Philadelphia’s Hotel Neon are a bit of an anomaly in the current underground ambient scene. When you think of Ambient musicians you tend to think of solo projects, rather than a group per se. They are also a working live band, with both and domestic and European tours in the near future, which is again something you don’t usually associate with this form of music. Since 2013 the trio of Andrew Tasselmyer, Michael Tasselmyer and Steven Kemner have unleashed five albums on labels such as Home Normal, Archives, Fluid Audio and also self released works. They also have been active as solo artists and in groups /duo’s such as Gray Acres and The Sound of Rescue. The Archives label home to their “Means of Knowing” album have teamed up with the trio once more to release “Vanishing Forms” on Cd with the band releasing it on vinyl.
“The Time Between” opens the album with a sense of venturing into dark territories, with possibilities open anything. The music is the style of the purest form of long form drone which allows the tones to be fully developed and examined. While not dark ambient in nature it is dark in feel, but with a sense of discovering what lies beneath. There is a tension to the piece that comes across in its tightly wound sounds and its the fluctuating weight that these sounds have that changes the texture and feel of the piece. Sometimes with drone piece they can feel as if they are floating and weightless, but this one feels very earthy and rooted.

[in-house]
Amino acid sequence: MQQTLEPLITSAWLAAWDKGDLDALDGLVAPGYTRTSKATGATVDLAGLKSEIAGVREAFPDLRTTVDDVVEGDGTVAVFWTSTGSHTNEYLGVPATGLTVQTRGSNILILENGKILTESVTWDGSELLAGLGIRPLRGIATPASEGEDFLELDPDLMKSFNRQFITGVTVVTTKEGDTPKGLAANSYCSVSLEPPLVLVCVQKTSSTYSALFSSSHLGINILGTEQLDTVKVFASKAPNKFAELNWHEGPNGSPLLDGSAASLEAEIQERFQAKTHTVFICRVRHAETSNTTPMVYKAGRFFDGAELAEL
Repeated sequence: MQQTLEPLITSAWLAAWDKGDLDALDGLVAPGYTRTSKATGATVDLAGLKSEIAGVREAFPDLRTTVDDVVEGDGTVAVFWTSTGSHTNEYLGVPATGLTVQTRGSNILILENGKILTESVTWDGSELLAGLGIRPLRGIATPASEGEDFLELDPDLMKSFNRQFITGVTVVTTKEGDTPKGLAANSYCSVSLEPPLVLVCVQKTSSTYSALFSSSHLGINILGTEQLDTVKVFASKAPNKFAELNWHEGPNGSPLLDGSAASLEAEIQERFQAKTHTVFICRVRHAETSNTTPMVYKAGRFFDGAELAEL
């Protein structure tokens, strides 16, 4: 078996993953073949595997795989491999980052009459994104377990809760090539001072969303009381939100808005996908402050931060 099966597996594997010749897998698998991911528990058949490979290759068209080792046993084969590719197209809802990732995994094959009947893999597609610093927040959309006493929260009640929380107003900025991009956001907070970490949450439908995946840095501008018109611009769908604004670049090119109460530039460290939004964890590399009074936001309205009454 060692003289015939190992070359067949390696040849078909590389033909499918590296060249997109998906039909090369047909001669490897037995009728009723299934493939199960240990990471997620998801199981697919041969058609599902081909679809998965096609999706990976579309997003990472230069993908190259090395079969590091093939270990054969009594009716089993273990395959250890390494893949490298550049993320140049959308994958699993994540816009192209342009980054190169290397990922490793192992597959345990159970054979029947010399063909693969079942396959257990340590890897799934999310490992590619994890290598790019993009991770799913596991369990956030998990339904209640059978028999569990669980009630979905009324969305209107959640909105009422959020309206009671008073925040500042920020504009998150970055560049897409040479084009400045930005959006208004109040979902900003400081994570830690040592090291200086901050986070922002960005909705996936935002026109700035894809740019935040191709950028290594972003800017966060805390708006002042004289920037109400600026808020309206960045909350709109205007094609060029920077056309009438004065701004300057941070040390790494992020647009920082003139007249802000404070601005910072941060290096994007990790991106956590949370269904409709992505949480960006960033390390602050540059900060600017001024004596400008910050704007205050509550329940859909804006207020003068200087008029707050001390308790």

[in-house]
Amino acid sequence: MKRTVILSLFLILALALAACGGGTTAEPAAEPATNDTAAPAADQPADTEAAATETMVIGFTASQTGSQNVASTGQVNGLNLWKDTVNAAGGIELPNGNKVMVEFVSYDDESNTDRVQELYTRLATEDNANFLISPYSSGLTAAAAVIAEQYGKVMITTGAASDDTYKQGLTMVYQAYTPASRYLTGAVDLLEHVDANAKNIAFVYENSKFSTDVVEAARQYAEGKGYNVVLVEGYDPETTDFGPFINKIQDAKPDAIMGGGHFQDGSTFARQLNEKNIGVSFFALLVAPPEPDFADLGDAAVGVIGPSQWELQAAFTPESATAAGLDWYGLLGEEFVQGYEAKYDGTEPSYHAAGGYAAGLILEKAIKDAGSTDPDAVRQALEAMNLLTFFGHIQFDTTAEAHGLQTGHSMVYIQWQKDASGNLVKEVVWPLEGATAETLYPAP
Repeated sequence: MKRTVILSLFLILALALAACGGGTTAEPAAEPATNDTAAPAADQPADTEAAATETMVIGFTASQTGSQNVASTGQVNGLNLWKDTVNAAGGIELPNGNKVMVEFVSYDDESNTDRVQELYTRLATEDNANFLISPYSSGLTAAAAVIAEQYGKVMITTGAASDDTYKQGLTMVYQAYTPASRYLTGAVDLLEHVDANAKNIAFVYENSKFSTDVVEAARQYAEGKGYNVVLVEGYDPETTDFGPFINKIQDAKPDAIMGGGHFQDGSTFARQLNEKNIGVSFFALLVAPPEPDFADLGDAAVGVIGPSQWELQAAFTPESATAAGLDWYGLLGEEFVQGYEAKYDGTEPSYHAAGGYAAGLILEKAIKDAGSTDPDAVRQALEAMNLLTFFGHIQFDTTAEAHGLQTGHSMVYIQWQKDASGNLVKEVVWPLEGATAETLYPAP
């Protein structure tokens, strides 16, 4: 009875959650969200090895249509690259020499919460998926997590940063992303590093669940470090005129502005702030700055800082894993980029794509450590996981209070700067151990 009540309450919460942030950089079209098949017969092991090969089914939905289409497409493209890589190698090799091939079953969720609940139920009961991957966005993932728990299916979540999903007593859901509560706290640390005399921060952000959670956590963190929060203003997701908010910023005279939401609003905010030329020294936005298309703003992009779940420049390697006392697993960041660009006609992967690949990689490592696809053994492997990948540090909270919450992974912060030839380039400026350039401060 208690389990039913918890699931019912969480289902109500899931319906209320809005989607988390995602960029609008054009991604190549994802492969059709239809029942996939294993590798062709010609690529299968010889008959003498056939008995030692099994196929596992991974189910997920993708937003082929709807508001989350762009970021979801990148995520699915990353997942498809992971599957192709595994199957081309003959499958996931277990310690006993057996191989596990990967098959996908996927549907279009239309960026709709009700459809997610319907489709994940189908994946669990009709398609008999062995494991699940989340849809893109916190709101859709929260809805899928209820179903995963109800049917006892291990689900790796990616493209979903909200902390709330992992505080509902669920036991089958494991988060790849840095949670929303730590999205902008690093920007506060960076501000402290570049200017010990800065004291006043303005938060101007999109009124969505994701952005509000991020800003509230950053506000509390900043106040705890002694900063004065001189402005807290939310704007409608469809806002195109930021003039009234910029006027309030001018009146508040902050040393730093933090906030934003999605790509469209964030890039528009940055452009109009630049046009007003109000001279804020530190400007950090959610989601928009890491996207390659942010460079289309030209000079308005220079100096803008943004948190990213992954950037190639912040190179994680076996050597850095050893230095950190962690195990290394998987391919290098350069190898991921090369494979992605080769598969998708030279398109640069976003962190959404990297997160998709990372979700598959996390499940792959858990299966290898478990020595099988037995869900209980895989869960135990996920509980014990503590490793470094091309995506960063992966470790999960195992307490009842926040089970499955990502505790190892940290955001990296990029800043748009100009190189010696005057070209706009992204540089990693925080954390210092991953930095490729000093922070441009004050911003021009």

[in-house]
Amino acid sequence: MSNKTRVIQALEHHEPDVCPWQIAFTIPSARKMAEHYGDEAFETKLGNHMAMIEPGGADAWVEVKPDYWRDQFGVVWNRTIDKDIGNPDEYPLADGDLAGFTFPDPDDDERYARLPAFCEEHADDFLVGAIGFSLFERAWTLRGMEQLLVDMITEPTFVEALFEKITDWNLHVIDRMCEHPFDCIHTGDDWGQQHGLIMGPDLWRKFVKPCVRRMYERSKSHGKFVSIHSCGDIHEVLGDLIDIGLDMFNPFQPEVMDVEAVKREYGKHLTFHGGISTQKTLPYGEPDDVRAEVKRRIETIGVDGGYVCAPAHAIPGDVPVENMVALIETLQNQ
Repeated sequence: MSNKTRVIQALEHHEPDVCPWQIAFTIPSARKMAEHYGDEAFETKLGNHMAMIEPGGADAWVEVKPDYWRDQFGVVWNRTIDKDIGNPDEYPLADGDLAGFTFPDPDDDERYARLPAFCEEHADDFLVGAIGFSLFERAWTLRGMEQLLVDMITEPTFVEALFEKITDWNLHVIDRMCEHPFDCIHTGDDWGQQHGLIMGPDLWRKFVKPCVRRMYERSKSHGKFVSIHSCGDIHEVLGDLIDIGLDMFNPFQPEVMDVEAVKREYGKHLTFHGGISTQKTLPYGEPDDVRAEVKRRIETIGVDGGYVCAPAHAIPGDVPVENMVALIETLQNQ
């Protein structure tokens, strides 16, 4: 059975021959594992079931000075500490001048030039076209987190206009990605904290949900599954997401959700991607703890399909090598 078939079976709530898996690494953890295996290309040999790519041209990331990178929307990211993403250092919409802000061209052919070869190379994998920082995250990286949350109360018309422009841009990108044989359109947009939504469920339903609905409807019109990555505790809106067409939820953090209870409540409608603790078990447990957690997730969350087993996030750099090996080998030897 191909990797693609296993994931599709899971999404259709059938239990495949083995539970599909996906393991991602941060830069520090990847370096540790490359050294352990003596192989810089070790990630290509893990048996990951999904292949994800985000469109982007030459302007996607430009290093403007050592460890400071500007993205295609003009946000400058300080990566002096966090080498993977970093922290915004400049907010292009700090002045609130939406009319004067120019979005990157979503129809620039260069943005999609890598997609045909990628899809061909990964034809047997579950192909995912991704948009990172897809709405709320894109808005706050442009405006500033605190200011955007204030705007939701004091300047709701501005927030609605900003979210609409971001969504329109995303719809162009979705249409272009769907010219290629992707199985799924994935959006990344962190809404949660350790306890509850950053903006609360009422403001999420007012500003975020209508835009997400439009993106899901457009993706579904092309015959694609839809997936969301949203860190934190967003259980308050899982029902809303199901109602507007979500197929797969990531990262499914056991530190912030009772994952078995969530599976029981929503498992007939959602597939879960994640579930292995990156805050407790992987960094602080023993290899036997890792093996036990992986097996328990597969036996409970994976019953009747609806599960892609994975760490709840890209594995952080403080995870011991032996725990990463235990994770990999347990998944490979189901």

“Sunfire” follows with a similar vein, but the exception being the building noisy, metallic sounds that have a feeling of things falling apart. Field recordings (or home-made) of storm sounds cast a feeling that ventures from one of impending bad weather and the cold and darkness of it, too a clearing of situation that sometime arises post storm. This is best reflected by the tone of the guitar that radiates out post storm. The guitar radiates this light and hope that cuts through the darkened cold drones light a ray of light that emerges from behind a black cloud.
“Old Growth” through photos of the duo and trio shots on their website guitars feature quite predominantly. But this so far is the first track to really put the instrument under the spotlight. Musically it feels like a mixture of experimentalism (predominantly the at times free form improv like guitar work) mixed with drone works and field recordings. The noticeable thing about Hotel Neon’s works are the levels of sound, some of which barely heard, and buried deep. They are multi dimensional when it comes to their layers and construction. It’s this attention to creating an evolving and living sound that is expertly brought to clarity by Rafael Anton Irisarri’s mastering.
“Dark Becomes Dawn” after a brief rusty metallic opening, Hotel Neon set about creating the sonic equivalent of dawn with slowly sweeping and reverberant drones. The thing when I think about something like dawn is the way that even when it’s still dark and you can’t see the sun over the horizon, the distant light becomes noticeable and as it slowly gets brighter and brighter. While not exactly following the full-scale of darkness to light, the trio make the equivalent of representing a snapshot and all the tension that comes with the opening salvo of a new day. They do this by layering different types and styles of drones, each which occupy their own space and also conjure their own moods.